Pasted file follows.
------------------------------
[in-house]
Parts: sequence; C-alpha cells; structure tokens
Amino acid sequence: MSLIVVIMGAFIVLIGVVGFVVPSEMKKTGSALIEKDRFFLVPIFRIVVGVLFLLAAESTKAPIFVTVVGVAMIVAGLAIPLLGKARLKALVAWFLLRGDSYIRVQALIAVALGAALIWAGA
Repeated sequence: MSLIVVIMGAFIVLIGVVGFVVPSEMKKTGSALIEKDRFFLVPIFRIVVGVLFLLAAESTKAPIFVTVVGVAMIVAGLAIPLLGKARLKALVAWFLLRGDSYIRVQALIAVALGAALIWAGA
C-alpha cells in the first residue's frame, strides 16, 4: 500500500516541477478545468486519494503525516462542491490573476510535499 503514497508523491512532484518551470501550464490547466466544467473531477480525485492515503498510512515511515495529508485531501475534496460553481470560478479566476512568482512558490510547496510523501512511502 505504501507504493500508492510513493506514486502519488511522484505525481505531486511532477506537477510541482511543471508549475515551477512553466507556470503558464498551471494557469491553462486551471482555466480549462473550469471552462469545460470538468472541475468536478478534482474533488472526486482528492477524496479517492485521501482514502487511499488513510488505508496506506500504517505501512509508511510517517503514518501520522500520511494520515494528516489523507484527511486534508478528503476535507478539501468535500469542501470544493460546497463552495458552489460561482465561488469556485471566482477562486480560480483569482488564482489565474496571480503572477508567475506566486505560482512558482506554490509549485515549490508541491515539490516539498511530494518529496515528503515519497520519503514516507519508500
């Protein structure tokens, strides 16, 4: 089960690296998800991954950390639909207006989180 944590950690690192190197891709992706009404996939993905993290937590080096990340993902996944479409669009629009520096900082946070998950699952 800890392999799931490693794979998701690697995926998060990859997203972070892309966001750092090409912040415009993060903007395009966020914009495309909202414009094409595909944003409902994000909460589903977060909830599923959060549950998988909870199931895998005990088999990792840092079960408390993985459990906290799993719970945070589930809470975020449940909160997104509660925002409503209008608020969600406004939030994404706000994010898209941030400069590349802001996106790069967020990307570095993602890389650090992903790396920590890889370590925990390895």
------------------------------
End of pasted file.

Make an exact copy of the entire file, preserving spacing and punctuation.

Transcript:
[in-house]
Parts: sequence; C-alpha cells; structure tokens
Amino acid sequence: MSLIVVIMGAFIVLIGVVGFVVPSEMKKTGSALIEKDRFFLVPIFRIVVGVLFLLAAESTKAPIFVTVVGVAMIVAGLAIPLLGKARLKALVAWFLLRGDSYIRVQALIAVALGAALIWAGA
Repeated sequence: MSLIVVIMGAFIVLIGVVGFVVPSEMKKTGSALIEKDRFFLVPIFRIVVGVLFLLAAESTKAPIFVTVVGVAMIVAGLAIPLLGKARLKALVAWFLLRGDSYIRVQALIAVALGAALIWAGA
C-alpha cells in the first residue's frame, strides 16, 4: 500500500516541477478545468486519494503525516462542491490573476510535499 503514497508523491512532484518551470501550464490547466466544467473531477480525485492515503498510512515511515495529508485531501475534496460553481470560478479566476512568482512558490510547496510523501512511502 505504501507504493500508492510513493506514486502519488511522484505525481505531486511532477506537477510541482511543471508549475515551477512553466507556470503558464498551471494557469491553462486551471482555466480549462473550469471552462469545460470538468472541475468536478478534482474533488472526486482528492477524496479517492485521501482514502487511499488513510488505508496506506500504517505501512509508511510517517503514518501520522500520511494520515494528516489523507484527511486534508478528503476535507478539501468535500469542501470544493460546497463552495458552489460561482465561488469556485471566482477562486480560480483569482488564482489565474496571480503572477508567475506566486505560482512558482506554490509549485515549490508541491515539490516539498511530494518529496515528503515519497520519503514516507519508500
């Protein structure tokens, strides 16, 4: 089960690296998800991954950390639909207006989180 944590950690690192190197891709992706009404996939993905993290937590080096990340993902996944479409669009629009520096900082946070998950699952 800890392999799931490693794979998701690697995926998060990859997203972070892309966001750092090409912040415009993060903007395009966020914009495309909202414009094409595909944003409902994000909460589903977060909830599923959060549950998988909870199931895998005990088999990792840092079960408390993985459990906290799993719970945070589930809470975020449940909160997104509660925002409503209008608020969600406004939030994404706000994010898209941030400069590349802001996106790069967020990307570095993602890389650090992903790396920590890889370590925990390895």